Over the past several years, I have put together a wide variety of live productions — live music shows with several bands, week-long conventions with breakout rooms, multicamera livestreams, etc. Every piece of gear you add to your setup increases the complexity. But with video, having extra perspectives doesn’t have to be a burden. It can be a utility and even a lifesaver. A second shot can serve as a backup in case a battery dies. And that other perspective allows you to reposition your shot or zoom to create a more dynamic final product. But how many cameras is too many cameras? Let’s walk through some different options for getting the perfect shot. Follow these tips for capturing your productions — whether you’re using a single camera angle or two or three.

The single camera approach

Sometimes having only one camera for your video can feel like a limitation. But you can actually do a lot with a single camera if you frame it up properly. If you think about it, even in more complex setups, you are always going to need that one consistent perspective to fall back on periodically to anchor your production. The primary shot is the most fundamental angle to set up for your video, and really, it’s the only essential one. For this angle, your audience’s main focus should be the person or people delivering the message. If you can’t seem to fit everyone into the picture, consider adding a wide angle lens to your device. iOgrapher has some options to help with this, but other products from Moment Lenses or BeastGrip also help you get a wider field of view from your camera, so you can fit more of your setting into the shot.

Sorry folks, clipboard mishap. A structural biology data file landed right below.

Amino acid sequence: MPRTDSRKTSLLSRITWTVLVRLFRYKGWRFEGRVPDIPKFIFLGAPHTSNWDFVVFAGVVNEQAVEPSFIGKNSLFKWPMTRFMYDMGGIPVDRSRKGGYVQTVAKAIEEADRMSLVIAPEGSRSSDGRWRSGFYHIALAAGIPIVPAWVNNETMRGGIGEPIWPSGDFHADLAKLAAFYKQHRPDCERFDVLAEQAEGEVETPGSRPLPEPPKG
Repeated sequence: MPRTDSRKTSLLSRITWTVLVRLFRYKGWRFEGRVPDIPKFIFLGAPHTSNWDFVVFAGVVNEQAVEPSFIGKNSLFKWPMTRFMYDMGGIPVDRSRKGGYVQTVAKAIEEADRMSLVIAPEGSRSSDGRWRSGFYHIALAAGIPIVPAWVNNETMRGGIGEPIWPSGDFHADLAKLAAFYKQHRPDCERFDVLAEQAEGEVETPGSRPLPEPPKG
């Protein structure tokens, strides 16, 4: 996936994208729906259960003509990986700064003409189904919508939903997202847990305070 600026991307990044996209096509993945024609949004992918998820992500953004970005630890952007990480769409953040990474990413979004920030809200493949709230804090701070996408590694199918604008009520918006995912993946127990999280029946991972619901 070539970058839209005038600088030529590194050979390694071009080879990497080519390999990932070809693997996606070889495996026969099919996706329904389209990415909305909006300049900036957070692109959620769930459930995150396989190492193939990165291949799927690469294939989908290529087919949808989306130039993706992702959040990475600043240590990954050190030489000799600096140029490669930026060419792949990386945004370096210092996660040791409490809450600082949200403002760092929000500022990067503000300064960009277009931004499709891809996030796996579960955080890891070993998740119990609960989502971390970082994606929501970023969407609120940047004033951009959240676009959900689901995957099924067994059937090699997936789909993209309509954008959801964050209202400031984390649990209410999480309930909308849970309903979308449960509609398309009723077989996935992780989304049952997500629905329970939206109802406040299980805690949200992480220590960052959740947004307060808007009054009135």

Speaking of setting, don’t forget to spruce up your set. In a recent blog post, we gave you some tips on creating your own live video set. When using a single camera, make sure the background of your video is as much an expression of your message as your video content. Put up some shelves, paint a wall, or add some decorative ivy. Put some branding in the background, so that at the very least, even the casual viewer will catch a glimpse of your logo while scrolling through videos in their feed. If you’re a crafter, set up your single-camera shoot on your crafting space. If you’re a BBQer, set up on your patio with your grill in the background. Make a sign and put some social handles or a hashtag in the background to try and churn up some engagement.

Recording the interview or podcast

If you are capturing an interview, the production should both emphasize the guest and provide the context of the conversation with the host. With a single angle, you can follow the tips from the previous section, but make sure all participants fit into the shot. Having a second camera angle available can make a huge difference in the final product. Start by setting up a wide shot that includes everyone. Draw an imaginary line between the interviewer and host. Place the first camera on this line — far enough back that both host and guest are both in the frame. Use this shot to capture questions from the host.